Monday, July 15, 2013

The Heart of Art

Jo Reimer

I know exactly where I'm going with my work... I will concentrate on making art that honors God and that brings me joy in the doing. I won't worry about what other people think about what I make, whether they like it or not. What's important is that I keep on doing the best I can, in my own way.

Making art is a spiritual occupation. Artists work from their heart to produce the work that comes to them from within which means it has spiritual, but not necessarily religious, connections. It has everything to do with doing one's best.

And because one's art comes from the heart, the soul, and the mind, the essence of a person, external criticism of one's work can be very hurtful to the artist, especially those new to showing their work. Most of us have a soft heart. We work to create something beautiful but since beauty is in the eye of the beholder what we make isn't always embraced by all who see it... and that is okay. But hopefully the viewer will be kind and find something positive to say about our work and will be careful not to fling hurtful words around, at least in the artist's hearing.

I remember standing in the gallery at my first solo show and overhearing two women talking about a piece I had made. One said to the other, "well, it's nicely done, but what in the world IS it?". I could have been crushed but instead I laughed and I'm still laughing. Nowadays my work is more representational and most people understand what it is I'm doing even though they don't all like it.

At church today our pastor urged us to be positive about other people. Find three good things about each person, he said, and voice those positive words for both the good of the other person and for your own good.  It seems to me that we could adopt the same attitude when we look at a piece of art. Keep the negative criticism  to oneself and find something good to say.   I like that. I'll work on being less critical and being more positive. 

I currently work with acrylic and paper on canvas and board; I like to use watercolor in my art and travel journals; I love making collages with my own painted papers; and I've returned to stitching, now on paper as well as on fabric. At this point it looks to me like I never will have success with narrowing my focus to working with one single medium and though it used to trouble me that I couldn't focus I now accept that that’s who I am, a multi-media, mixed media art maker who loves the learning and the doing of a variety of ways.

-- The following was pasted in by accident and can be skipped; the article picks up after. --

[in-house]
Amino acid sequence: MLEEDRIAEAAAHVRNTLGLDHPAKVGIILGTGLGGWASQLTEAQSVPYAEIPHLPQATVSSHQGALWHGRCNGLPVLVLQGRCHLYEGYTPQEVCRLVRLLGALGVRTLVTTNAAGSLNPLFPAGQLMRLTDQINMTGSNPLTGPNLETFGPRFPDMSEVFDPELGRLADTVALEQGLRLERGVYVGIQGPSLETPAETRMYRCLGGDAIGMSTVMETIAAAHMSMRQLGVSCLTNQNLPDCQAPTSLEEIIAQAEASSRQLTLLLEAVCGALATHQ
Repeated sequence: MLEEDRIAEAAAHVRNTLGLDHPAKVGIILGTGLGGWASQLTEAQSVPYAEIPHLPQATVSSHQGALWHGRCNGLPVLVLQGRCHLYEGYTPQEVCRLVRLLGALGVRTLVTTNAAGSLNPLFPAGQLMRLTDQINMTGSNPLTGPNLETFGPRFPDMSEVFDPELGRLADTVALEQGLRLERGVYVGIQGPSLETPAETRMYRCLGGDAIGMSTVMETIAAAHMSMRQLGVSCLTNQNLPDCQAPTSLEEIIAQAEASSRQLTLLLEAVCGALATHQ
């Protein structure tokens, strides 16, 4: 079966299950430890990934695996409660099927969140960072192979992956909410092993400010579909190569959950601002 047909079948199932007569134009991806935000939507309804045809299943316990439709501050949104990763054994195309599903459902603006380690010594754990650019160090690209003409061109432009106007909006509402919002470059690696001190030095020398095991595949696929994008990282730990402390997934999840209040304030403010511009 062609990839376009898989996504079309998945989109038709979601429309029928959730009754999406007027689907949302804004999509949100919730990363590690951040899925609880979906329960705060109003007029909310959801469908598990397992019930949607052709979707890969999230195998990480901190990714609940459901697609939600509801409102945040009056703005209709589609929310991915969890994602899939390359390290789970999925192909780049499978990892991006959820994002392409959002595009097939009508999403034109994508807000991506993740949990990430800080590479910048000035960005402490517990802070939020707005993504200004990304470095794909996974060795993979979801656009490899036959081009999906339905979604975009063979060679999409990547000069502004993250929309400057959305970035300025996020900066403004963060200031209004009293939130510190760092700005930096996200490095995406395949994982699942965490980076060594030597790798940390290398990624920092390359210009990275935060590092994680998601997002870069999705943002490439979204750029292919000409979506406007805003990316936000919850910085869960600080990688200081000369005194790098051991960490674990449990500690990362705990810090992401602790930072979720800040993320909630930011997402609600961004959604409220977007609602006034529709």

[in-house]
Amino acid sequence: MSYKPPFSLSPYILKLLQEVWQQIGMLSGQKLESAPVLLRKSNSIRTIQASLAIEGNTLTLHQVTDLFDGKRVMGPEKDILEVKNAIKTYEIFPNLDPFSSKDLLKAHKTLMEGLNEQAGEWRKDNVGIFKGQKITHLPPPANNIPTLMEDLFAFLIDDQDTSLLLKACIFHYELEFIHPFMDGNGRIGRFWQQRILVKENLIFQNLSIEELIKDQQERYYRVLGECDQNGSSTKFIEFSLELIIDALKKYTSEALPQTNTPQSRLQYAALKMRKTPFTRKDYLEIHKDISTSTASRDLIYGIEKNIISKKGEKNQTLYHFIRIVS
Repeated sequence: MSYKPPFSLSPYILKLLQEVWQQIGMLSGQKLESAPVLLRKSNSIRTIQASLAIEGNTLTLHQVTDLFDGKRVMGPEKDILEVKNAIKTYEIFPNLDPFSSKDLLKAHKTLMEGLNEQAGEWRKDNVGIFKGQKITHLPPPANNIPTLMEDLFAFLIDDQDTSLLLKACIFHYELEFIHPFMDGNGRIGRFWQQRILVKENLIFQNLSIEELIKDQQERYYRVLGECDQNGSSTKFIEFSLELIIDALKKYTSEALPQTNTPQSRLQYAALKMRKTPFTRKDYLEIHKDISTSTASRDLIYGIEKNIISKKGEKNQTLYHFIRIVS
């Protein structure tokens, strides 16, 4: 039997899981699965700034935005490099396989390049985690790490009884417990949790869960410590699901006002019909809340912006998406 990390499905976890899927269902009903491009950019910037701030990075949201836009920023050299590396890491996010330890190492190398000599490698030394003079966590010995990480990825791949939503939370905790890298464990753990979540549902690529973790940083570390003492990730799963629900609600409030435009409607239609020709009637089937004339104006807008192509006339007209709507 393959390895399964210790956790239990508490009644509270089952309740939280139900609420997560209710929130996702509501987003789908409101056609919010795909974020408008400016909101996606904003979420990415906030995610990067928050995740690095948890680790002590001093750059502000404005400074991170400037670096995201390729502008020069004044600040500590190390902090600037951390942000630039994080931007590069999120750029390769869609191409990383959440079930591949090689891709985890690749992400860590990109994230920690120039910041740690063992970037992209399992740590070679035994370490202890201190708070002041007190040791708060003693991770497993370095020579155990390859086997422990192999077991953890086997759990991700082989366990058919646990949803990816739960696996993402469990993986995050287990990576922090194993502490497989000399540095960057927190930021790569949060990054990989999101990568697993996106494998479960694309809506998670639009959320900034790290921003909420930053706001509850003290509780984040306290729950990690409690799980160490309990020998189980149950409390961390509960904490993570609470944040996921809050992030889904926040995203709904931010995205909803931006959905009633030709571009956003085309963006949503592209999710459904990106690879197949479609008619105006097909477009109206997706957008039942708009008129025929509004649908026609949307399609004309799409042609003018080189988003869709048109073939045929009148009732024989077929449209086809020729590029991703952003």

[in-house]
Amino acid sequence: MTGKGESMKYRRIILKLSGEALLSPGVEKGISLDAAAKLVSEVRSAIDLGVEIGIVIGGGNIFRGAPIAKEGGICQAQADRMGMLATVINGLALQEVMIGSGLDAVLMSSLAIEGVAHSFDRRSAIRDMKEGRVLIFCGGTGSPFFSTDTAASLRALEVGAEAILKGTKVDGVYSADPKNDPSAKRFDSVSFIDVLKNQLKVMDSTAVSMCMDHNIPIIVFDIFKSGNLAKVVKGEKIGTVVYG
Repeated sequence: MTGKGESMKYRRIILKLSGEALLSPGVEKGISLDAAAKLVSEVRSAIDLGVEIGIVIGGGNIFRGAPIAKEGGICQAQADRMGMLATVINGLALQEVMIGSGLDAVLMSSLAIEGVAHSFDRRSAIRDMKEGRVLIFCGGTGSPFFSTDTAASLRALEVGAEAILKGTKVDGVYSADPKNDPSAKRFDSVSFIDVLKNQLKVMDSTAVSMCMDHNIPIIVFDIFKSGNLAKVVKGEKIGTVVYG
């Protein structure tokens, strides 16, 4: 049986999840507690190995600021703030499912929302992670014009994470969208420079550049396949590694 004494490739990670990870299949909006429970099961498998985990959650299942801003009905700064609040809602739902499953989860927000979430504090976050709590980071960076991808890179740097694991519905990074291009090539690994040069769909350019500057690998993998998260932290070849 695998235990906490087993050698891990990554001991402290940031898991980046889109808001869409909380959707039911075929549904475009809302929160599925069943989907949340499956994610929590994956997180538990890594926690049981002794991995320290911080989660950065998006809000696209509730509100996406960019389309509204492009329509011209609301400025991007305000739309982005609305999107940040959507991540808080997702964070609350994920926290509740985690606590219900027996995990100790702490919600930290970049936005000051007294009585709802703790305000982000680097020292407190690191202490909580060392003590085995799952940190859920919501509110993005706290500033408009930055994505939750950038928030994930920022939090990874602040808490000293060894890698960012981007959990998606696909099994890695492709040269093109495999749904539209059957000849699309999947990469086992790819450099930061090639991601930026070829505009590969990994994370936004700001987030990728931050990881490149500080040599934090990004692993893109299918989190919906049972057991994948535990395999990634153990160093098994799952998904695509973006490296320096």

Robert Genn quoted Mas Kodani : "One does not stand still looking for a path. One walks; and as one walks, a path comes into being." What perfect direction for me today, if not tomorrow!

Wednesday, July 10, 2013

Pueblo Pottery - Along Old Route 66. collage painting

Pueblo Pottery - Along Old Route 66
Jo Reimer
Collage Painting
22" x 17"
Acrylic, paper
As a young teenager I traveled from my home in Arkansas along route 66 through Texas and New Mexico to Arizona to visit relatives and was struck by the beauty of the pottery made by the Native Americans of that time. I particularly remember the matte black pots with glossy black designs, especially those made by Maria Martinez.

I traveled to Taos for an art workshop some years ago and was again impressed by the gorgeous pottery. I've tried my hand at molding clay but these hands are made for stitching and painting, not pottery.

Then a couple of years ago my husband and I took a long road trip from Oregon through Idaho, Utah, Arizona and New Mexico and once again I was drawn to the pottery. Though styles have changed here and there we saw similar work among the more contemporary, all beautiful in their workmanship.

This piece is my way of mapping the memories of my travels through the Southwest.

Wednesday, July 03, 2013

Sketchers Transformed: painted shoes

This is totally off topic unless you consider that painting shoes is somehow akin to making art, but I just had to brag about my outrageous new shoes. I have a pair of Sketchers that fit well but which I considered ugly and useful only for wear in the studio.

So I painted them.

Here are the steps I took:
  1. clean with acetone.
  2. paint with gesso
  3. paint with cadmium red acrylic
  4. draw circles on the shoes with a black sharpie Paint Pen
  5. fill in the circles with Titanium white acrylic paint
  6. touch up where needed
  7. cut off old strap, leaving 1.5 inches attached at the toe.
  8. sew 2 black/white ribbons (one striped, one dotted) together back to back and then sew one end onto the remaining strap, by hand.
  9. cut the ribbon strap to appropriate length and add Velcro to the underside at the end.
  10. thread the ribbon through the d-rings and fasten.
I've never done anything like this so I did searches online and on Pinterest to see how other shoe painters work and to get ideas for styles. There's so much information out there and people are incredibly generous about sharing ideas.

My DH dared me to wear them to church. Hummmmm. Maybe I'm not THAT brave, but they'll do for the 4th of July party tomorrow.
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